- there were so many Stoolies out supporting everybody. I got stopped what felt like 100 times and offered everything from beer, to coke, to pizza. Took a ton of pics, and got razzed about my choke job in The Dozen finals. Rightfully so.
- coming down Chestnut Hill and into The Fens is an incredible feeling. You’re finally in the city and can feel the energy.
- coming up Boylston was nuts. The people lining the street we’re going crazy yelling and cheering non stop. (Sidebar - what the hell happened to McGreevy’s, Pour House, and Lir? How the hell do institutions like those go out of business? So depressing to see.)
- crossing the finish line is unlike anything else I’ve ever felt before. The combination of pain, relief, and pride is surreal. Getting to see your friends and family cheer you on as you make your way towards it feels like grabbing a star in Mario Brothers but in real life. Having them put the medal around your neck is pretty cool too, but not as cool as when they drape those space blankets around you. I have no clue what they actually do but I looked forward to getting one after the race and I finally did.
- I thought that golf gatekeepers were the biggest losers on the planet. (Why is our beautiful sport dying? We don’t get it. Ugh. Well guys, because instead of welcoming the uninitiated in, you’re pieces of shit who shame and intimidate anybody who shows interest in it, but wasn’t born in a country club like your silver spoon ass. That’s why) But running gatekeepers might take the cake. The amount of assholes that couldn’t wait to talk shit to me about how late I finished was wild. Twitter eggs tweeting and DMing me, fake Instagram accounts commenting and DMing me, and my fiancé. Wild shit I had no idea was gonna happen. Did you idiots think I was going out there to try to defeat the Kenyans or something?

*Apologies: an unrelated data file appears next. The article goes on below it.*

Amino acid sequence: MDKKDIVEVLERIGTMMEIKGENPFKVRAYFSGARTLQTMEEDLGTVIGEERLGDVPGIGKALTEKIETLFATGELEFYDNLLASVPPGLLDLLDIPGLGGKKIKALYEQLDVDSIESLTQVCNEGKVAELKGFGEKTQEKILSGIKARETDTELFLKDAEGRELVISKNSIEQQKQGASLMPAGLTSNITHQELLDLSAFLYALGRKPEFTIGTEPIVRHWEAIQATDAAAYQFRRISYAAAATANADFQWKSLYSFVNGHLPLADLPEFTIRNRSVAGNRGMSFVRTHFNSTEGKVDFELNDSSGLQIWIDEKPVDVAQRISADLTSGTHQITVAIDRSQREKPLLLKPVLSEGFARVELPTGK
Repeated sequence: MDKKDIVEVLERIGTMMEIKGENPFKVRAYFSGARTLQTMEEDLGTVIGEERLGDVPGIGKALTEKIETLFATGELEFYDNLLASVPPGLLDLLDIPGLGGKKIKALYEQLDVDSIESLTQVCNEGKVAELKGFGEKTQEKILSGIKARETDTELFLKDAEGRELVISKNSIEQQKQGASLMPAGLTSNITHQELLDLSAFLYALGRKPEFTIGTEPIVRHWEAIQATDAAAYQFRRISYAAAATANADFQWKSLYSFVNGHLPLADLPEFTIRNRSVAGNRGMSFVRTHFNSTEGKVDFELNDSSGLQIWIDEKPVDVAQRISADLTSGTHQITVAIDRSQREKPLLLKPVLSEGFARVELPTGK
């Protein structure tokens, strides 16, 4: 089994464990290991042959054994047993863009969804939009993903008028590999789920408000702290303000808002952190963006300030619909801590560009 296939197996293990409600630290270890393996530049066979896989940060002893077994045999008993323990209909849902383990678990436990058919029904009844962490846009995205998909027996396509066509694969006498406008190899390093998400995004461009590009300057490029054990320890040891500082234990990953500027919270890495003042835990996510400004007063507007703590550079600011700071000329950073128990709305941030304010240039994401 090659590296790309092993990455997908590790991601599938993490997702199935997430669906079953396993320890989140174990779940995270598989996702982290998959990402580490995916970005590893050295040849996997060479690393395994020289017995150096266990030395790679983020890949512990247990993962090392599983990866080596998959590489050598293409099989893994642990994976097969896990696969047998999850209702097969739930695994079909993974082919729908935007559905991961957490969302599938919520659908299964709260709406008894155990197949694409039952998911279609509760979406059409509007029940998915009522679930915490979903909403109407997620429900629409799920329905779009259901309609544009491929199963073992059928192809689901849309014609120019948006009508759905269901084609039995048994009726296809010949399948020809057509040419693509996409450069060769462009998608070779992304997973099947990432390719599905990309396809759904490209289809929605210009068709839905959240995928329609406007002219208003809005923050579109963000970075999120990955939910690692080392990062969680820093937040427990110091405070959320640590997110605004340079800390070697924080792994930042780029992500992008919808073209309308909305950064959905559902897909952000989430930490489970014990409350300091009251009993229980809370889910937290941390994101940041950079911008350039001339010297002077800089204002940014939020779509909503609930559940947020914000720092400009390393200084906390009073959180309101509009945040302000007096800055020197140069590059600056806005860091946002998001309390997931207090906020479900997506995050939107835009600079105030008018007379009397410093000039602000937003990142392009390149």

- I helped raise another $11,000 putting the total at over $26,000 just from the people that donated on my behalf. Really amazing stuff I can’t thank everyone for enough.
- the pain is fuckin real. The entire body, but especially the ankles, hamstrings, and toes. I have no clue how people did two of these back today back. And how some are doing 6 of these in 6 weeks. Immense respect!